In addition to trafficking, many unaccompanied children also fear persecution on account of a protected ground. Domestic and international law ensures their right—and the right of all asylum seekers—to a full and fair opportunity to apply for asylum in the United States. Section 208 of the Immigration and Nationality Act, for instance, provides that “any alien who is physically present in the United States or who arrives in the United States…may apply for asylum.”3 Similarly, Article 33 of the Convention and Protocol Relating to the Status of Refugees, to which the United States is a signatory and which the U.S. Congress implemented through the 1980 Refugee Act, prohibits the U.S. government from returning an individual to a country where or she faces a threat to life or liberty due to a protected ground.

Unfortunately, the regulations and guidance recently issued by the Centers for Disease Control (CDC) and DHS fail to uphold the TVPRA’s legal protections or the right to pursue asylum. Effective March 20, CDC directed DHS to suspend entry of certain individuals to avoid their detention in DHS’s congregate settings such as Border Patrol stations, and CBP barred entry for many persons through ports of entry, except for “essential travel.”4 Though DHS authorized CBP to designate further categories of essential travel and make exceptions on a case-by-case basis, neither a March 24 DHS order5 nor operational CBP guidance exempts unaccompanied children, including unaccompanied children seeking protection, from the CDC order’s restrictions.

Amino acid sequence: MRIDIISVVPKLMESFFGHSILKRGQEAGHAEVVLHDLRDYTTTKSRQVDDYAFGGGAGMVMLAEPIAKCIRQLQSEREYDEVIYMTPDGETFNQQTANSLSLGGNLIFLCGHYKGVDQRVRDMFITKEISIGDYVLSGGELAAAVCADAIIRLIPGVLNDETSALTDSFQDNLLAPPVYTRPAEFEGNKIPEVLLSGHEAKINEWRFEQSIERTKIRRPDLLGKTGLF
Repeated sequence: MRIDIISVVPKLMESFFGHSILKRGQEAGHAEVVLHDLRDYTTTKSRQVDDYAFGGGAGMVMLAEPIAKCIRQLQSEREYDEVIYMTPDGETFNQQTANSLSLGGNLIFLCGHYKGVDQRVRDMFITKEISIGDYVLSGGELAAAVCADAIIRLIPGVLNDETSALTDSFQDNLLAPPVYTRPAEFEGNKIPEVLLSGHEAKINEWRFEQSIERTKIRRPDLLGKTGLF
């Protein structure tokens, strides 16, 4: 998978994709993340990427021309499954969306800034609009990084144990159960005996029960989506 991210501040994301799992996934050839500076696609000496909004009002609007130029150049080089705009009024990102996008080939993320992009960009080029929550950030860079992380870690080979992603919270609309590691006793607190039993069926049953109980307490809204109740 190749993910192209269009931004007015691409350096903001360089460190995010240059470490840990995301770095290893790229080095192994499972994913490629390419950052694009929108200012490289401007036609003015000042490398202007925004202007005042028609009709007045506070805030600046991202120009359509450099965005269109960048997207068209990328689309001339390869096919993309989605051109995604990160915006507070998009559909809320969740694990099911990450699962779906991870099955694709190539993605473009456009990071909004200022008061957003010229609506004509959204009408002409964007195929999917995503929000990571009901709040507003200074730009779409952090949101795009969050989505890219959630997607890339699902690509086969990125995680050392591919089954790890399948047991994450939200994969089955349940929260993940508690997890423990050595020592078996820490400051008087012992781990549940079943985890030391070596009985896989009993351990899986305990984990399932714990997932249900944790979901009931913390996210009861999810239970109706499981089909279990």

Media reports confirm what these orders and guidance indicate—that DHS is now expelling unaccompanied children arriving at the U.S. southern border. Specifically, DHS appears to be summarily returning these children without proper screenings, placement into immigration court proceedings, or referrals to ORR. Reports suggest that, as of April 8, DHS may already have expelled over 350 unaccompanied children. On at least one recent day, CBP failed to refer any unaccompanied children to ORR.

These expulsions, together with the underlying directives, contravene the TVPRA and the congressional will behind it. The Act’s legal requirements are not optional. Indeed, this legislation reflects a bipartisan determination that unaccompanied children’s pursuit of protection is so “essential” as to warrant a unique array of due process safeguards. Nothing is more imperative than the life-and-death nature of this vulnerable population’s flight.

The expulsions likewise run contrary to laws requiring the U.S. government to refrain from refouling protection seekers and to provide a meaningful opportunity to pursue asylum. The United Nations High Commissioner for Refugees recently affirmed these continuing obligations, noting “that while States may put in place measures which may include a health screening or testing of persons seeking international protection…such measures may not result in denying them an effective opportunity to seek asylum or result in refoulement.”

DHS’s summary returns threaten to cause children grave harm in the form of human trafficking, persecution, and other harm—precisely the outcomes that Congress intended to prevent. And by risking the expulsion of children directly into the hands of traffickers intent on exploiting them, these actions run counter to President Trump’s pledge that, “[m]y Administration will focus on ending the absolutely horrific practice of human trafficking. And I am prepared to bring the full force and weight of our government, whatever we can do, in order to solve this horrific problem.”